• Germany's news in English
 
app_header_v3

'If you want an adventure, learn a language'

Jessica Ware · 31 Jan 2014, 16:36

Published: 31 Jan 2014 16:36 GMT+01:00

It is arguably a plucky decision for a British stand-up comedian to ditch the language of Monty Python when creating comedy in Germany, but Izzard sees his six-week stand-up run in Berlin as central to his European mission.

“We've been making beautiful stuff together for the past 2,000 years, then stopping to kill each other every 250," he told The Local. "If we take out the killing, like we're trying to, we should be able to keep making great things."

It has taken him a decade to bring a German-language show to the stage, something for which he drafted in his linguist brother Daniel, and which resulted in a script - a novelty for the famously quick-witted Izzard.

“We have the same sense of humour,” he said of his brother, pulling a wad of A4 sheets off the dressing table. They contain the script for his show Force Majeure in German. “I mean, look, for the first time ever I have an actual manuscript.”

It took him just three weeks to learn it – at roughly a page a day.

Before embarking on what must have surely been one of history’s oddest German grammar classes, 50-year-old Izzard had just two years of high school German under his belt.

Kicking off an interview with a fellow Brit in German may have seemed absurd, and ran a little like a tutor session, with him asking “is that correct?” from time to time, but for Izzard, it's all or nothing. “In the things I do, I'm more. In those I don't, I'm nothing,” he said.

'Humour is universal'

His affability in person - just as one hopes - quickly chases away his fame, and his enthusiasm for his topic transforms the dressing room in the Imperial Club of the Admiralspalast into a bubble of discussion.

“My theory is that humour can be universal. You use universal jokes, like human sacrifice, like religion, or explain your references.

“That way the smart people get it. It's intelligent and stupid and I knew it would cross over,” he said.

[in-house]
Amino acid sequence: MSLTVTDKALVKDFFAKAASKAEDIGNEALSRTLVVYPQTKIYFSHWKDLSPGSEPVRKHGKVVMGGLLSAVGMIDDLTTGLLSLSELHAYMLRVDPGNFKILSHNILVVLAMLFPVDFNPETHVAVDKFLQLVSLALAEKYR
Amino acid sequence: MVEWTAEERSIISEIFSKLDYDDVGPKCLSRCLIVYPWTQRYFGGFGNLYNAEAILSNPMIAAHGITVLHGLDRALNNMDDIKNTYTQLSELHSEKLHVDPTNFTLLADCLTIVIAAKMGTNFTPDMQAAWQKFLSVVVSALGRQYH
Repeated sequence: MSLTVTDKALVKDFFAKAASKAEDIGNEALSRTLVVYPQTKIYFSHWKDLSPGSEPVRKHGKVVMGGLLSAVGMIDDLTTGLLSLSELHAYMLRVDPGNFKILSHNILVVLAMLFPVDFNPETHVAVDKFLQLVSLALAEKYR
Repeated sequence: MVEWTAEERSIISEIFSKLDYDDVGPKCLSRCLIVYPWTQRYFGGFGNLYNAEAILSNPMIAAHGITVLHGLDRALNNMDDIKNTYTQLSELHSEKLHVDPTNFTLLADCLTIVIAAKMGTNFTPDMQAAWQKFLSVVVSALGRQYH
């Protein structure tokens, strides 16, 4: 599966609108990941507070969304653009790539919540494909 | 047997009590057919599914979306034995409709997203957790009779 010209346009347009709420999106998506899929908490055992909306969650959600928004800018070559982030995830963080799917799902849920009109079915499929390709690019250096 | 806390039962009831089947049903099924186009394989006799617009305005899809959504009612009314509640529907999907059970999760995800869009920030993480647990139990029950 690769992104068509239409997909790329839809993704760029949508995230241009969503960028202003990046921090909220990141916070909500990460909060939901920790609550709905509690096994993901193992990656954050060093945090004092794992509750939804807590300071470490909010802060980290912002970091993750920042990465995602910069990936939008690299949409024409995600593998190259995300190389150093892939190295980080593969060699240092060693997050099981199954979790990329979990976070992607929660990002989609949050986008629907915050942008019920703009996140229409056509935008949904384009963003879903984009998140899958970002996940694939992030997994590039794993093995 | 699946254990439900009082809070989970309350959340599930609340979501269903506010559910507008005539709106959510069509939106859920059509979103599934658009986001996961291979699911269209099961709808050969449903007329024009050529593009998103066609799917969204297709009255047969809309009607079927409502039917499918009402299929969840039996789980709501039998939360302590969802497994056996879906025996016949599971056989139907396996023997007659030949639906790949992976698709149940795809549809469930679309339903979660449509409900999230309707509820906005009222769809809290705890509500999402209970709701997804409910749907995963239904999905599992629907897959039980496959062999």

His level of German is outstanding, thanks to a method of learning he calls the “matrix treatment,” and he slaps the crook of his arm as if prepping a vein for a shot of A-grade vocabulary.

Running interviews in German is testament to this, as is the German version of The Avengers he has got on his iPad.

“You absolutely have to push yourself,” he said, gesturing to the screen. “Of course at the beginning of the run I was terrified.”

His Berlin show has already been running for two weeks and he is enjoying life in the city. “I'm here because it's the capital, and for the history and because I love being European," he said. “Berlin is fucked up and crazy and everything a city should be.”

Initially his performance was little more than a recital of a pre-learned script. Izzard knew the jokes as “they're cut out of me, cut out of blood,” he said, but he did not have the ability to juggle them. “I couldn't take the words out and put them in another sentence.”

'If you want an adventure, learn a language'

Now, however, he opens his set with a completely improvised chat, in German, about why he's doing what he's doing.

It's met with rapture, as Germans are almost always thrilled when foreigners give it a go. His attack on German sentence structure and grammar goes down a storm.

His jokey self-mockery is almost native in its self-depreciation.

Sitting among the audience, 70 percent of whom, on a show of hands, identify as native German speakers, it's clear that something is clicking.

People get involved, helping him out when he forgets a word and not only laughing at his jokes, but also equally hard at his mistakes. Schleiderkrank, instead of Kleiderschrank (wardrobe), deserves a mention.

“You're the pioneers,” he told the crowd. “Not the GDR ones, but the modern ones,” he continued, in reference to the fact that they had come to see a foreigner do stand-up in their language.

Still, the biggest laughs go to the more physical parts of his routine - a mole digging tunnels, God using a tablet computer, a horse backing into a wardrobe.

The audience was at its quietest when the topic moved to human sacrifice, but seemed to ease up when they realized he was talking about medieval England.

The Imperial Club is Izzard’s launch pad for a German-wide tour.

Story continues below…

“It was a business decision as well, moving over into German,” said Izzard. “It's an extra 95 million people to perform to if I include Austria and Switzerland.” This isn't just about the money, of course. “I want to tell Germany that we're all the bloody same.”

Already fluent in French and now capable in German, soon to be 51-year-old Izzard is an open supporter of the EU, and of language-learning.

“If you want an adventure, if you want to create a person that is – but also isn't – you, learn another language,” he said. “But this is an adventure you have to choose, it's not like if you don't do it you die.”